5. Apalata T, Longo-Mbenza B, Sturm A, Carr W, Moodley P, “Factors Associated with Symptomatic Vulvovaginal Candidiasis: A Study among Women Attending a Primary Healthcare Clinic in Kwazulu-Natal, South Africa” Ann Med Health Sci Res. 2014 May;4(3):410-6.
6. Donders GG1, Bellen G, Mendling W., “Management of recurrent vulvo-vaginal candidosis as a chronic illness.” Gynecol Obstet Invest. 2010;70(4):306-21.
7. Murina F1, Graziottin A, Vicariotto F, De Seta F, “Can Lactobacillus fermentum LF10 and Lactobacillus acidophilus LA02 in a Slow-release Vaginal Product be Useful for Prevention of Recurrent Vulvovaginal Candidiasis?: A Clinical Study”, J Clin Gastroenterol. 2014 Nov-Dec;48 Suppl 1:S102-5.
8. Naderi N1, Etaati Z, Rezvani Joibari M, Sobhani SA, Hosseni Tashnizi S, “Immune deviation in recurrent vulvovaginal candidiasis: correlation with iron deficiency anemia”, Iran J Immunol. 2013 Jun;10(2):118-26.
9. Lasarte S, Elsner D, Guía-González M, Ramos-Medina R, Sánchez-Ramón S, Esponda P, Muñoz-Fernández MA, Relloso M., “Female sex hormones regulate the Th17 immune response to sperm and Candida albicans” Hum Reprod. 2013 Dec;28(12):3283-91.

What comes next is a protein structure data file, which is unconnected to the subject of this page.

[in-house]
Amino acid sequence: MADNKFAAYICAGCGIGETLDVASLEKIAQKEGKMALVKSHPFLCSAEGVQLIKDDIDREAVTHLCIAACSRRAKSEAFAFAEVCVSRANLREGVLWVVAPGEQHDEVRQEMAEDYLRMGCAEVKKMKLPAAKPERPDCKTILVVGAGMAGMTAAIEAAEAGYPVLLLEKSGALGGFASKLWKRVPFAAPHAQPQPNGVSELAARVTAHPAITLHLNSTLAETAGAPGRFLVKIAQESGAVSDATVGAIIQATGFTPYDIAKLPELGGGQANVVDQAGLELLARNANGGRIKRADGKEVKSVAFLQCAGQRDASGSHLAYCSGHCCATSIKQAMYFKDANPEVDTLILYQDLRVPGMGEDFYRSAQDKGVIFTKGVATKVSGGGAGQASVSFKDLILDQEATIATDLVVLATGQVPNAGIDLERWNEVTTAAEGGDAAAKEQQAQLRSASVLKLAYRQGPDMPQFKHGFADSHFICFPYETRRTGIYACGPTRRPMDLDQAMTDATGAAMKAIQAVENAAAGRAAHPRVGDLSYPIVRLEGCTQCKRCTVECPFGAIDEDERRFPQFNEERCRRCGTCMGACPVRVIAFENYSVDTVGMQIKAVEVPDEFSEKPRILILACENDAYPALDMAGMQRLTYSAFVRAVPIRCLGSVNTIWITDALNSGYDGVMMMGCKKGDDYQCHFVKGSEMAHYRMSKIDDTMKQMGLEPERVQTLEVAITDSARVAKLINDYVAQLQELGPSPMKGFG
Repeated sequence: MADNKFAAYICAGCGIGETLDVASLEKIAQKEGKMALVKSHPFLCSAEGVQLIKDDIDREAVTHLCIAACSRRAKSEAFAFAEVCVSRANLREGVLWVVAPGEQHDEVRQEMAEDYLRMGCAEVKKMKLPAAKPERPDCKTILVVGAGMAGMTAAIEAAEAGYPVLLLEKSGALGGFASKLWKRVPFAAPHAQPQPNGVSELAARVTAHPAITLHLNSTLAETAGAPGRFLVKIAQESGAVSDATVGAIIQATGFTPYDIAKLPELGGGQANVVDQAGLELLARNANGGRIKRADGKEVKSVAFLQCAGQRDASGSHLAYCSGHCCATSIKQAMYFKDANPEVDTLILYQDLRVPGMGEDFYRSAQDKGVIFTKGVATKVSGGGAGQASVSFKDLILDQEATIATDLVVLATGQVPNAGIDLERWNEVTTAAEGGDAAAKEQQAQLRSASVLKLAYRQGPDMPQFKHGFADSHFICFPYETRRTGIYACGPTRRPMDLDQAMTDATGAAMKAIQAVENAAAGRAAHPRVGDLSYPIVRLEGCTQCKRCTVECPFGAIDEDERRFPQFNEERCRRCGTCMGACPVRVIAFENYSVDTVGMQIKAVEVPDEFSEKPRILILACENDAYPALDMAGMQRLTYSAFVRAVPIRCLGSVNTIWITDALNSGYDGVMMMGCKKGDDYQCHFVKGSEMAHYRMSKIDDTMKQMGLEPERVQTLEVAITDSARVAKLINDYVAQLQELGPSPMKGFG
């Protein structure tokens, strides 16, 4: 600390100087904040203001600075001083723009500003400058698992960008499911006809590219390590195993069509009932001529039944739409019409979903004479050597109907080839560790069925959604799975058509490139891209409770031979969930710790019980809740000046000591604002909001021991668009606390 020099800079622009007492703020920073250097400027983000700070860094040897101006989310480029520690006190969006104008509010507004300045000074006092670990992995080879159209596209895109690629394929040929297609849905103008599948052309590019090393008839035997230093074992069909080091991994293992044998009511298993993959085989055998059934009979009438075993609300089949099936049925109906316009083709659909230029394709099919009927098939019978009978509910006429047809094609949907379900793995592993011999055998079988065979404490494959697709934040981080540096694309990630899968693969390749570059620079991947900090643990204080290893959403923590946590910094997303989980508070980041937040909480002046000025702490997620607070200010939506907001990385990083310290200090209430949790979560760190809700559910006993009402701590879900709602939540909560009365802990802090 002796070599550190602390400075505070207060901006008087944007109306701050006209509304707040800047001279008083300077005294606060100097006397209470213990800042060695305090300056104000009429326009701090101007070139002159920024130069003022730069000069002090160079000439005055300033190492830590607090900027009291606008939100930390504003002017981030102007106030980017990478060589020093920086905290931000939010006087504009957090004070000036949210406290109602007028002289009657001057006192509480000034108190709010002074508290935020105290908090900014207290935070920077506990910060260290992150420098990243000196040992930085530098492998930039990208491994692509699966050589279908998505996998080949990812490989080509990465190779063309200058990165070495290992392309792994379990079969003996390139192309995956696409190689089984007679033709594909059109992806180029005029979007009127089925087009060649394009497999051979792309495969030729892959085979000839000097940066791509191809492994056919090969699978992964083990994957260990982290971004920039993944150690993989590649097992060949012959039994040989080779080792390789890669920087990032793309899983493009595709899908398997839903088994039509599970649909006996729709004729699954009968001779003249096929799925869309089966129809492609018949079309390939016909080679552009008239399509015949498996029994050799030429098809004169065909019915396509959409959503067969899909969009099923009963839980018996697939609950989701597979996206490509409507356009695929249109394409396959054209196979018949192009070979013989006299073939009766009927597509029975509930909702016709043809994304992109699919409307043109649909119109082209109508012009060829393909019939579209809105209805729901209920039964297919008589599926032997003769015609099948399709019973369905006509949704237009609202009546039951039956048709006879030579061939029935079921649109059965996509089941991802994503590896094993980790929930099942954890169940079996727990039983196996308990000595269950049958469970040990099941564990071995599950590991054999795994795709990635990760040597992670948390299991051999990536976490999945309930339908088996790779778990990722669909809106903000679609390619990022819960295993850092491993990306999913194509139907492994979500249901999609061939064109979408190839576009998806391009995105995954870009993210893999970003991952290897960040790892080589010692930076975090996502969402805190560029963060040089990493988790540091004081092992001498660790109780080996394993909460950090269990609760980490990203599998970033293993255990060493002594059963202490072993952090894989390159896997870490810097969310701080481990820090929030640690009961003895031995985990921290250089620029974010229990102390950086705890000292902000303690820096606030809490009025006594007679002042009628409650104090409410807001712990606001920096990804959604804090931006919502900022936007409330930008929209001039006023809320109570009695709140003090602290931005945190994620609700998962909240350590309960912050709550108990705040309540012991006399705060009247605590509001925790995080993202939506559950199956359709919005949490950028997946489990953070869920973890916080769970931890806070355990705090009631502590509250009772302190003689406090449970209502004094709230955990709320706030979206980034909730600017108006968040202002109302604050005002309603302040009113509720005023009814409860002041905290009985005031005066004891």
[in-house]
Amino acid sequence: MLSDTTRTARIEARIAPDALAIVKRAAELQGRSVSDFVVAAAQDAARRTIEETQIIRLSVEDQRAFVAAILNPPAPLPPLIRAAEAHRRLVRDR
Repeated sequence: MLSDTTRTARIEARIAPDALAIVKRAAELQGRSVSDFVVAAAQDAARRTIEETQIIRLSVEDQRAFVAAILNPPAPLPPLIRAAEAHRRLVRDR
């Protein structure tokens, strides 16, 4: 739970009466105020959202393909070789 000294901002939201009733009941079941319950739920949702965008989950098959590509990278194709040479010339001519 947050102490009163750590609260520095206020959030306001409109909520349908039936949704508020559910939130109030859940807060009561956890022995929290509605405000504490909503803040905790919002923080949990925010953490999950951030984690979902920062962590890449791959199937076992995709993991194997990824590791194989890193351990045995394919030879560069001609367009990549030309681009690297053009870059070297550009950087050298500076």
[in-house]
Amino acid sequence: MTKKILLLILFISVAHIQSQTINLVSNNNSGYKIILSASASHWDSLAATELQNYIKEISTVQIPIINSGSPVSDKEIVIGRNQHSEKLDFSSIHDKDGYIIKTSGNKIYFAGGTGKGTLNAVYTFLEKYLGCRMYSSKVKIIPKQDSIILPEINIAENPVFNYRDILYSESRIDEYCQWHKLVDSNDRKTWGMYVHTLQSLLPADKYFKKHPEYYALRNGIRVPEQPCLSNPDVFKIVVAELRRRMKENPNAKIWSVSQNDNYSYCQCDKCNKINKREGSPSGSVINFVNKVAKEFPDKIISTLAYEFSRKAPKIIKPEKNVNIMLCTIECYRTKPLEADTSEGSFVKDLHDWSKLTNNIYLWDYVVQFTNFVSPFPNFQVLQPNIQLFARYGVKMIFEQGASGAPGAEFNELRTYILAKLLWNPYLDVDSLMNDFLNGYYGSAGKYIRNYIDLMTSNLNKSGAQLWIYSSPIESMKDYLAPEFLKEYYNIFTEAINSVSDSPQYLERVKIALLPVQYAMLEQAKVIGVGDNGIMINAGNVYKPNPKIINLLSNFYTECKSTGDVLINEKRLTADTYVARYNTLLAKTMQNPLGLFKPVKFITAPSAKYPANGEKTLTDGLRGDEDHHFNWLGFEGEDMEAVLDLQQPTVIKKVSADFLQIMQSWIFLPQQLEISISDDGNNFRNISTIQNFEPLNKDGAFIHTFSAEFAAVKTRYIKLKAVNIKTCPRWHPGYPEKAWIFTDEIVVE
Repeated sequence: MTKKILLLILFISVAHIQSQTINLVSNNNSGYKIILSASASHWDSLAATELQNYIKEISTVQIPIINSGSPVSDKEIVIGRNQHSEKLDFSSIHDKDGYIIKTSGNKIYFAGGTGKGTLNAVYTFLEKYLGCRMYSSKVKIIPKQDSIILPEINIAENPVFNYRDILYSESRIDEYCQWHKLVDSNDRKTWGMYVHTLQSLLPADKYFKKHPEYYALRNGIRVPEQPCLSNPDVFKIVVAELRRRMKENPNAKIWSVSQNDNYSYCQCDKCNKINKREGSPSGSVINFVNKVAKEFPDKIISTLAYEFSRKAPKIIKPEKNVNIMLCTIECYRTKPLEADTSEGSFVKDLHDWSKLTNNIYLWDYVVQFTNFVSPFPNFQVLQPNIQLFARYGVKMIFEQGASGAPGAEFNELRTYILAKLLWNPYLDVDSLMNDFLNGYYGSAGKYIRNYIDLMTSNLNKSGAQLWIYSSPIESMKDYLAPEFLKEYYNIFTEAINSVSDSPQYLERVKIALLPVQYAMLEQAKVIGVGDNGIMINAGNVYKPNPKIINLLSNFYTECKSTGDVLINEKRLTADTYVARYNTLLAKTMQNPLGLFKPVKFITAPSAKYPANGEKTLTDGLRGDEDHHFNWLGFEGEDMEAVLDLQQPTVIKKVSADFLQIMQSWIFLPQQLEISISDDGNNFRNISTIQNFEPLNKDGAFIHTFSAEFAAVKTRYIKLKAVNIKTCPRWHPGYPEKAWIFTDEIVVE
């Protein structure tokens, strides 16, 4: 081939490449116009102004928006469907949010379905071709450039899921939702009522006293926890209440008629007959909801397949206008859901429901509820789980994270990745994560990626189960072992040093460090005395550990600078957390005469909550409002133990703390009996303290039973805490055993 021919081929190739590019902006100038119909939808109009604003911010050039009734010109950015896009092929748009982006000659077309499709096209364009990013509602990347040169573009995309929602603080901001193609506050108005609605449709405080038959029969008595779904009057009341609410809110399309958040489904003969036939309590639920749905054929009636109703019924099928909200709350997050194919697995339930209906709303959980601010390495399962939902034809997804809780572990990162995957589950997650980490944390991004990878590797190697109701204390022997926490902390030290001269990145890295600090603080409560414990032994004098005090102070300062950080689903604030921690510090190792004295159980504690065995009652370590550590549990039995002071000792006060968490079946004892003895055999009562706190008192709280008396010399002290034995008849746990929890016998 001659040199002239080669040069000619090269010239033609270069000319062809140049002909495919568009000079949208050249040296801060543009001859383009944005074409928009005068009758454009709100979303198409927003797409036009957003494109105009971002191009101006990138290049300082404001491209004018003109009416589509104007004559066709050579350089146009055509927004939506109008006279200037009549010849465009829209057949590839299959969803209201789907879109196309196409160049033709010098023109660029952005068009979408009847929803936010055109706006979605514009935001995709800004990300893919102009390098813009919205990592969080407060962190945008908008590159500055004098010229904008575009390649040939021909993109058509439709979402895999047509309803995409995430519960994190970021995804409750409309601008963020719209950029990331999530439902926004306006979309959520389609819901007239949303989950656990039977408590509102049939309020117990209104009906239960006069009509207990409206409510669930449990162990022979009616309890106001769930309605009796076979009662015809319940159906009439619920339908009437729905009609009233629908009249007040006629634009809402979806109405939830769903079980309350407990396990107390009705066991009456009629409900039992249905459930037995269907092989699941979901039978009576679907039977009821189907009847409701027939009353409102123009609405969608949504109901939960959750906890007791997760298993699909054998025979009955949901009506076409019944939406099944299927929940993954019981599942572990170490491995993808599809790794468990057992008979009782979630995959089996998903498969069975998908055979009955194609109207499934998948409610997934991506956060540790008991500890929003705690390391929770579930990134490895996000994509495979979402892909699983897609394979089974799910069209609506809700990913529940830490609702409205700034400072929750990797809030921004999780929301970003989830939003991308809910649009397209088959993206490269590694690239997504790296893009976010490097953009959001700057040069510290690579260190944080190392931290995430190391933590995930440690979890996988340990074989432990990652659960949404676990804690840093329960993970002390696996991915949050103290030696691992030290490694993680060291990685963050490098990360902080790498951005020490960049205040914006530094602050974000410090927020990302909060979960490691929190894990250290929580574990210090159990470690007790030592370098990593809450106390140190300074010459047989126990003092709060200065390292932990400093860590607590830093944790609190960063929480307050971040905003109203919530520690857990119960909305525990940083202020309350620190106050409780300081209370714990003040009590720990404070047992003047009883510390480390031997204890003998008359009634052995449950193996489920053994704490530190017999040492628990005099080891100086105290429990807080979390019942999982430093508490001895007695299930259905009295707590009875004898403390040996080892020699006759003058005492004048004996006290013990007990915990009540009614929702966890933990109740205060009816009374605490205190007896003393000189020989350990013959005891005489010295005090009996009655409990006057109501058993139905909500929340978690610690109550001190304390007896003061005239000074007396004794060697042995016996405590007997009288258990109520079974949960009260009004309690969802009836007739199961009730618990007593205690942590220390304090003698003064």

10. C Monteagudo, A Viudes, A Lazzell, J P Martinez, J L Lopez-Ribot, “Tissue invasiveness and non-acidic pH in human candidiasis correlate with ‘‘in vivo’’ expression by Candida albicans of the carbohydrate epitope recognised by new monoclonal antibody 1H4” J Clin Pathol 2004; 57:598–603
11. Lisboa C, Costa AR, Ricardo E, Santos A, Azevedo F, Pina-Vaz C, Rodrigues AG. “Genital candidosis in heterosexual couples.” J Eur Acad Dermatol Venereol. 2011 Feb;25(2):145-51.
12. Mayayo E, Fernández-Silva F. “Fungal prostatitis: an update”. Anal Quant Cytopathol Histpathol. 2014 Jun;36(3):167-76.
DISCLAIMER: The information provided here may not apply precisely to your individual situation. Diagnostic and therapeutic choices must always be tailored to the individual patient’s circumstances, and consultation with a licensed naturopathic physician should be undertaken before following any of the treatment strategies suggested on this website.